Military / Industrial Complex
Behind the New York Genocide?

Hello David.

Please find attached, a text file which suggests that the infamous 'Military / Industrial Complex' was partly behind last Tuesdays atrocities.

Strangely enough, I copied it BEFORE Tuesdays events. The address is at the top of the text file.

Please keep up ALL your work.

Honesty is a rare quality these days.

Michael Stimson,
(Edinburgh, Scotland).


Unocal, a California-based global energy company, heads up one of two consortiums engaged in fierce competition to build gas and oil pipelines from landlocked Turkmenistan to Pakistan through war-torn Afghanistan. In testimony to the U.S. Congress this February, John Maresca, vice-president in charge of Unocal's international relations, referred to the $4.5 billion, some 790-mile project as the "new Silk Road...a commercial corridor that can link Central Asia supply with the demand, once again making Central Asia the crossroads between Europe and Asia."

Iran offers an alternative pipeline route, but because of U.S. sanctions legislation, American companies would not be able to participate in its construction-or, as a result, gain any benefit from what are considered the largest untapped oil and gas reserves outside the Middle East. And while Unocal says it cannot sign any deal with the Taliban until they are formally recognized, this hasn't stopped them from wining and dining Taliban officials, and arranging shopping trips for them to purchase luxury items on their visits to the oil company in the U.S. Unocal already has a $900,000 training program underway, in collaboration with the University of Nebraska at Omaha, for pipeline construction personnel, a program limited to Afghan males. Additionally, the duo has established two technician training centers in Afghanistan, also benefitting men only.

Unocal's main partner in the consortium is Delta Oil Co., a Saudi-owned company, in whose behalf former White House legislative assistant Paul Behrends and Delta's American vice-president Charles Santos, a recent U.N. peace negotiator in Afghanistan, are busy lobbying in Washington.

The pipeline would bring the Taliban some $100 million annually in transit fees, in addition to providing thousands of jobs and improving infrastructure-building roads, supplying electricity, telephones, etc.-in the war-devastated country. The Clinton administration reportedly supports the Afghan pipeline, which would free the new nations of Central Asia from dependence on Russia, avoid the Iranian route, and bring needed energy to the Indian subcontinent.

Competing with Unocal to build the pipeline is Bridas International of Argentina, whose managing director, Mario Lopez Olacireegui, has gone on record saying he is not concerned about the Taliban's human rights violations. "We are just an oil and gas company," he says. "We are not bothered by human rights or politics." The Taliban, for their part, say they will award the pipeline contract to the consortium that is first able to start construction. Unocal's deadline to begin is this coming December.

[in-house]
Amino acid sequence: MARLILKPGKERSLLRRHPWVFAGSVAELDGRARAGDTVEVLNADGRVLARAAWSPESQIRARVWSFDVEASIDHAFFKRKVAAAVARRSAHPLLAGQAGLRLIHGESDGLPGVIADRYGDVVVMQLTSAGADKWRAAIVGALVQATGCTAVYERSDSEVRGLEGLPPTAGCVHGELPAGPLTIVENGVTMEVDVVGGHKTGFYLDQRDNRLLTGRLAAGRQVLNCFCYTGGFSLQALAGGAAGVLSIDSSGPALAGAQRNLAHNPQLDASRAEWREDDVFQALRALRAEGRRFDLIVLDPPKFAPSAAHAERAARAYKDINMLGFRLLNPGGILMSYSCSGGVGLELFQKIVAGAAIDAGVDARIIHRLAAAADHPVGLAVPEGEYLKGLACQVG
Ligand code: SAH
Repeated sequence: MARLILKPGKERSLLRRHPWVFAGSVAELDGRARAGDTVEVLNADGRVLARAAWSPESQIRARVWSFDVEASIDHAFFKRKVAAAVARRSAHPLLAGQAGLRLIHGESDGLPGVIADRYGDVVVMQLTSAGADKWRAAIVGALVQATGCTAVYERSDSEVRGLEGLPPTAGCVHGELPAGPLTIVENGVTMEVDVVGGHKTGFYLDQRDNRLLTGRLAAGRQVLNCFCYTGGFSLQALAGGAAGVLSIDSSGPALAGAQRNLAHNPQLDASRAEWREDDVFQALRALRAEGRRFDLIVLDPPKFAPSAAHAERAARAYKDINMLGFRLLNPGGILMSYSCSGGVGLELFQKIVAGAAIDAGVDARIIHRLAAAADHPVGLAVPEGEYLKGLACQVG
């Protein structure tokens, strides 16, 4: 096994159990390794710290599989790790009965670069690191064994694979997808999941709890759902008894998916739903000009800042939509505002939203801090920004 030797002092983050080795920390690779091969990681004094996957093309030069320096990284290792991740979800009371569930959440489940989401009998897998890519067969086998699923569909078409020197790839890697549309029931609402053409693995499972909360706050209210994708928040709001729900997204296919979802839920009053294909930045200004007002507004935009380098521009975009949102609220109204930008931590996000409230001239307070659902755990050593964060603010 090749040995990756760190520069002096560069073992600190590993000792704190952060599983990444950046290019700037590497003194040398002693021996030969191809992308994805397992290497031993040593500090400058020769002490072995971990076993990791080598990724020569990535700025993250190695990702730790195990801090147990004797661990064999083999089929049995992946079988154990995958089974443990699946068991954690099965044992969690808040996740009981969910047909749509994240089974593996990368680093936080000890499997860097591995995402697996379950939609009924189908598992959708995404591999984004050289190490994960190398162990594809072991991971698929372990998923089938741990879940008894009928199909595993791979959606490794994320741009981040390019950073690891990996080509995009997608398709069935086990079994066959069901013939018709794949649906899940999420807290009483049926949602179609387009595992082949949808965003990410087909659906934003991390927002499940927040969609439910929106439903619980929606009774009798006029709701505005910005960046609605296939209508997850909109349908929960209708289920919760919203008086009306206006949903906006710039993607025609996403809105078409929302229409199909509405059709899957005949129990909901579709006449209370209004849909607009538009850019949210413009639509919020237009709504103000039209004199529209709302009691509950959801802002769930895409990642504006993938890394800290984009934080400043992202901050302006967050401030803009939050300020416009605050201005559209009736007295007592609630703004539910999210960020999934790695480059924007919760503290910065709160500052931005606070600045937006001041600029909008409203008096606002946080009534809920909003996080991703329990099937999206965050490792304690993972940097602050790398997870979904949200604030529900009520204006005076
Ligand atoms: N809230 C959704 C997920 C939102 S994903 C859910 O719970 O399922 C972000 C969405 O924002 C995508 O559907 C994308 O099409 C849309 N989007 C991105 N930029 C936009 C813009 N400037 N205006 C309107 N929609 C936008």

Sept. 14, 2001: Unocal reiterates prior statements

The company is not supporting the Taliban in Afghanistan in any way whatsoever. Nor do we have any project or involvement in Afghanistan.

Beginning in late 1997, Unocal was a member of a consortium that was considering construction of a Central Asia Gas (CentGas) pipeline between Turkmenistan and Pakistan. Part of this pipeline would have crossed a portion of Afghanistan. However, Unocal formally withdrew from that consortium in December 1998. Our company has had no further role in developing or funding that project or any other project which might involve the Taliban. The pipeline was never constructed.

The statement below was issued at the time Unocal withdrew from the project. After several incorrect reports appeared, including one published in Pakistan in February 1999, Unocal reconfirmed its position regarding this matter in another statement, which is posted in our News Archive: Feb. 16, 1999 statement.


Unocal statement on withdrawal from the proposed

Central Asia Gas (CentGas) pipeline project

Updated 12/10/98

Effective December 4, 1998, Unocal has withdrawn from the Central Asia Gas (CentGas) pipeline consortium for business reasons. Unocal no longer has any role in supporting the development or funding of this project.

As a result of portfolio rationalization and successes around the world in Indonesia, Thailand, Vietnam, Bangladesh, Latin America, West Africa and the U.S. Gulf of Mexico, Unocal is concentrating on its core areas in this time of reduced oil prices.

Unocal had served as the development manager for the seven-member Central Asia Gas (CentGas) pipeline consortium, which was formed in October 1997 to evaluate and, if appropriate, to participate in the future construction of a gas pipeline from Turkmenistan through Afghanistan to natural gas markets in Pakistan and, potentially, India. Contrary to some published reports, Unocal was not a party to any commercial agreement with any individual Afghanistan faction.

Since the pipeline project was first proposed in 1995, there have been a number of complex issues that Unocal has taken very seriously. Unocal recognized the legitimate concerns regarding the treatment of women in Afghanistan. Consistent with our core values and business principles, Unocal provided humanitarian support and skills training to Afghanistan through CARE and the University of Nebraska at Omaha. Neither program was designed to provide pipeline construction skills training. These programs met or exceeded UN guidelines for doing fieldwork in Afghanistan. They included basic job skills training and education for both men and women, and elementary education for boys and girls. Unocal also supported earthquake relief efforts through the Red Cross and the United Nations.


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